5 in-store technologies that will save the American mall
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5 in-store technologies that will save the American mallPublished: December 13, 2017
It’s an understatement to say that American malls are having a hard time. In the next five years, 20-25% of American malls are set to close, according to Credit Suisse.
Why have Americans deserted the nation’s most iconic retail fixtures? It’s certainly not because shoppers are spending less. Since 2010, U.S. consumer spending rose from less than $10 trillion to nearly $12 trillion in July 2017. Meanwhile, between 2010 and 2013 alone, mall visits declined by 50% and since then, they’ve been free-falling.
The easy answer is that Amazon has eaten malls’ lunch. Between 2010 and 2016, Amazon sales quintupled from $16 billion to $80 billion, and 50% of American households are Prime members.
The harder answer, frankly, is that malls haven’t kept up with technology — a major reason Amazon got a foothold in the first place. Technologies like augmented and virtual reality, mobile beacons and chatbots are viable in retail contexts, but most malls have yet to adopt them.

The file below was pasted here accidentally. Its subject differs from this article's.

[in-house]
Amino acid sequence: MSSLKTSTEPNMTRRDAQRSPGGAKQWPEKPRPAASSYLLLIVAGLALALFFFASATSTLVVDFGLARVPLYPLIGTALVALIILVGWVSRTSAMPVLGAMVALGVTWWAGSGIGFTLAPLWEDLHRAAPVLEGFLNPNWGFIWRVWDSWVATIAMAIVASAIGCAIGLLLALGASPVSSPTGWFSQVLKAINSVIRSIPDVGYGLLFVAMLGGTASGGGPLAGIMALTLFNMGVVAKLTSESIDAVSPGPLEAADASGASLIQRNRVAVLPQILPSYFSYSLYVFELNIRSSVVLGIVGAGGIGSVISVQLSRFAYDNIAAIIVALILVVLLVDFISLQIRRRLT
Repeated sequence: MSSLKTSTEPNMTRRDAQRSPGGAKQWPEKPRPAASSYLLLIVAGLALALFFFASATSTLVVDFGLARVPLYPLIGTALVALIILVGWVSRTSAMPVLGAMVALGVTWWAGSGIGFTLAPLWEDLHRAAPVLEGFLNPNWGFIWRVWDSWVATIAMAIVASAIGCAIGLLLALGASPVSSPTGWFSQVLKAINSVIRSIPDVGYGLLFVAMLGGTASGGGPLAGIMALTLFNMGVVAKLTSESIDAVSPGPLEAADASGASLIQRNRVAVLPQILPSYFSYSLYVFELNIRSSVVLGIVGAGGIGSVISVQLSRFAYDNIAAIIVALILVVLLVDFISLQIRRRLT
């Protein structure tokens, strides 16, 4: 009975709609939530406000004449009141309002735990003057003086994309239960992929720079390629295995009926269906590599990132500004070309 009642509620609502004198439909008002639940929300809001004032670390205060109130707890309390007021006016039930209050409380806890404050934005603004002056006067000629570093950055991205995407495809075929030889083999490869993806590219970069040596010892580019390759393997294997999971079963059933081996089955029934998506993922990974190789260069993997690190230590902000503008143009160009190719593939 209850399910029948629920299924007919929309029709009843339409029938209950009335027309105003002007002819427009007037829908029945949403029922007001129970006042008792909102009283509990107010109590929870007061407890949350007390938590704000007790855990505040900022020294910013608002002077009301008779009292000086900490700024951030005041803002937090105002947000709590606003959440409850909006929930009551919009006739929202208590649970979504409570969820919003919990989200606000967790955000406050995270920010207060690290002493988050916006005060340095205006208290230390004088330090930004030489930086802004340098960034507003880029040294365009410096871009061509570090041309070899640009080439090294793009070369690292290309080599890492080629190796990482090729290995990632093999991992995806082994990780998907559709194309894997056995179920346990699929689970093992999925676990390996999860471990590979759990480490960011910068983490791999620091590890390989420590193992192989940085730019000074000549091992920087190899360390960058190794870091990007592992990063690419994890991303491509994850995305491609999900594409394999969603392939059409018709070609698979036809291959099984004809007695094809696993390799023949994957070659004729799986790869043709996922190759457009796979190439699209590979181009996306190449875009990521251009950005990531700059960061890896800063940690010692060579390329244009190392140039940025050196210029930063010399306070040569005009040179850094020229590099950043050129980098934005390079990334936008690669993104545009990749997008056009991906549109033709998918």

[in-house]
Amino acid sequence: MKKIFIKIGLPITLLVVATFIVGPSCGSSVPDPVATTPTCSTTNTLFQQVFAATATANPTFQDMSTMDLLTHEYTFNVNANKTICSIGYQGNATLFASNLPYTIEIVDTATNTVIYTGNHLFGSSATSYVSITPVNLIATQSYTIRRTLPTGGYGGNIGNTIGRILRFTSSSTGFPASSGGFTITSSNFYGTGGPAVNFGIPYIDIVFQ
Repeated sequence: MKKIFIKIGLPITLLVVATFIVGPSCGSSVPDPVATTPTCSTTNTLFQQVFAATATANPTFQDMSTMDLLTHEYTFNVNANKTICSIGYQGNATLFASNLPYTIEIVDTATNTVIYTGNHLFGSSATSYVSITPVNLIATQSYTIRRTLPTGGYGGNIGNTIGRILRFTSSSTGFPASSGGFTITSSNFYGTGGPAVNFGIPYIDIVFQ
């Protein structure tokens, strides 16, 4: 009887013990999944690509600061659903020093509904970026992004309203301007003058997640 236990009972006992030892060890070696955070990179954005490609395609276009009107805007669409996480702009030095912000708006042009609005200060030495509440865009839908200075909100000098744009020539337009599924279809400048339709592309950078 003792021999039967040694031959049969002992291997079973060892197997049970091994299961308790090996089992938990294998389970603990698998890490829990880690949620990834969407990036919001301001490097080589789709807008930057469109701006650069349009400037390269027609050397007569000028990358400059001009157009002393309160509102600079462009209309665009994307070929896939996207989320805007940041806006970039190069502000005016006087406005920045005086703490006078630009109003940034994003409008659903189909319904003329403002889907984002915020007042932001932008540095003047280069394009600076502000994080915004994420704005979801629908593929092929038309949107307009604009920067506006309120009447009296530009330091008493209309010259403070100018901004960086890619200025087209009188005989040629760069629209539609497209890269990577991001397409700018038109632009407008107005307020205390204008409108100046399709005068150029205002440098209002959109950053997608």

Still, malls have plenty of reasons to be optimistic. They occupy prime locations and retailers are generally getting better at satisfying customers. During the 2016 holiday season, the American Customer Satisfaction Index awarded brick-and-mortar retailers 78 out of 100 points for customer satisfaction, up 4.7 percent from the prior report and an all-time high for the industry and Westfield Malls just sold for $15.7 billion.
It’s easy to look at the data and see a bleak fate for malls. But there are emerging technologies that have the potential to restore Americans’ penchant for malls. Malls aren’t dead, but they are changing.
Assuming they tap into these technologies, America’s malls will look far different by 2020.